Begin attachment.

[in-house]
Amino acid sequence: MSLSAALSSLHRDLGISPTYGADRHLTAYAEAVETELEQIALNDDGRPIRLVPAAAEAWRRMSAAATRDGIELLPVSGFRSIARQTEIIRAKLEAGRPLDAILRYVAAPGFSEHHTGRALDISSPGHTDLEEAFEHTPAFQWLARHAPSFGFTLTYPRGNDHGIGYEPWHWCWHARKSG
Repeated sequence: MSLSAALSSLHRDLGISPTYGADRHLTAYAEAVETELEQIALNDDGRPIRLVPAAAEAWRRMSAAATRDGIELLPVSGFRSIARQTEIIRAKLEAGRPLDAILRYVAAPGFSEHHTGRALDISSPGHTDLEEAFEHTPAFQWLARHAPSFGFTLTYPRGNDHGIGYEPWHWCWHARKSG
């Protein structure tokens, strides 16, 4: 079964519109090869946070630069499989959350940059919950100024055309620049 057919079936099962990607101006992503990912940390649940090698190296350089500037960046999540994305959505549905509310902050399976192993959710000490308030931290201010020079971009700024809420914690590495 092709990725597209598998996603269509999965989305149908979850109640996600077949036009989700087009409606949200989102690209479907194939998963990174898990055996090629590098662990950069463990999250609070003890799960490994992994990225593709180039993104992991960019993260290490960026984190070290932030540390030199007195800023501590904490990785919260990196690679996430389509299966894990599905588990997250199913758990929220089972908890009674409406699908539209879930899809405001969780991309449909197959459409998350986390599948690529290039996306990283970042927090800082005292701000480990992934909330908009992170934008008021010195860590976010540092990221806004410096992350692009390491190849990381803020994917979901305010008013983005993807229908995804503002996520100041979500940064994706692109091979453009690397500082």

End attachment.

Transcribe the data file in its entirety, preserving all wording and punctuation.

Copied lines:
[in-house]
Amino acid sequence: MSLSAALSSLHRDLGISPTYGADRHLTAYAEAVETELEQIALNDDGRPIRLVPAAAEAWRRMSAAATRDGIELLPVSGFRSIARQTEIIRAKLEAGRPLDAILRYVAAPGFSEHHTGRALDISSPGHTDLEEAFEHTPAFQWLARHAPSFGFTLTYPRGNDHGIGYEPWHWCWHARKSG
Repeated sequence: MSLSAALSSLHRDLGISPTYGADRHLTAYAEAVETELEQIALNDDGRPIRLVPAAAEAWRRMSAAATRDGIELLPVSGFRSIARQTEIIRAKLEAGRPLDAILRYVAAPGFSEHHTGRALDISSPGHTDLEEAFEHTPAFQWLARHAPSFGFTLTYPRGNDHGIGYEPWHWCWHARKSG
């Protein structure tokens, strides 16, 4: 079964519109090869946070630069499989959350940059919950100024055309620049 057919079936099962990607101006992503990912940390649940090698190296350089500037960046999540994305959505549905509310902050399976192993959710000490308030931290201010020079971009700024809420914690590495 092709990725597209598998996603269509999965989305149908979850109640996600077949036009989700087009409606949200989102690209479907194939998963990174898990055996090629590098662990950069463990999250609070003890799960490994992994990225593709180039993104992991960019993260290490960026984190070290932030540390030199007195800023501590904490990785919260990196690679996430389509299966894990599905588990997250199913758990929220089972908890009674409406699908539209879930899809405001969780991309449909197959459409998350986390599948690529290039996306990283970042927090800082005292701000480990992934909330908009992170934008008021010195860590976010540092990221806004410096992350692009390491190849990381803020994917979901305010008013983005993807229908995804503002996520100041979500940064994706692109091979453009690397500082």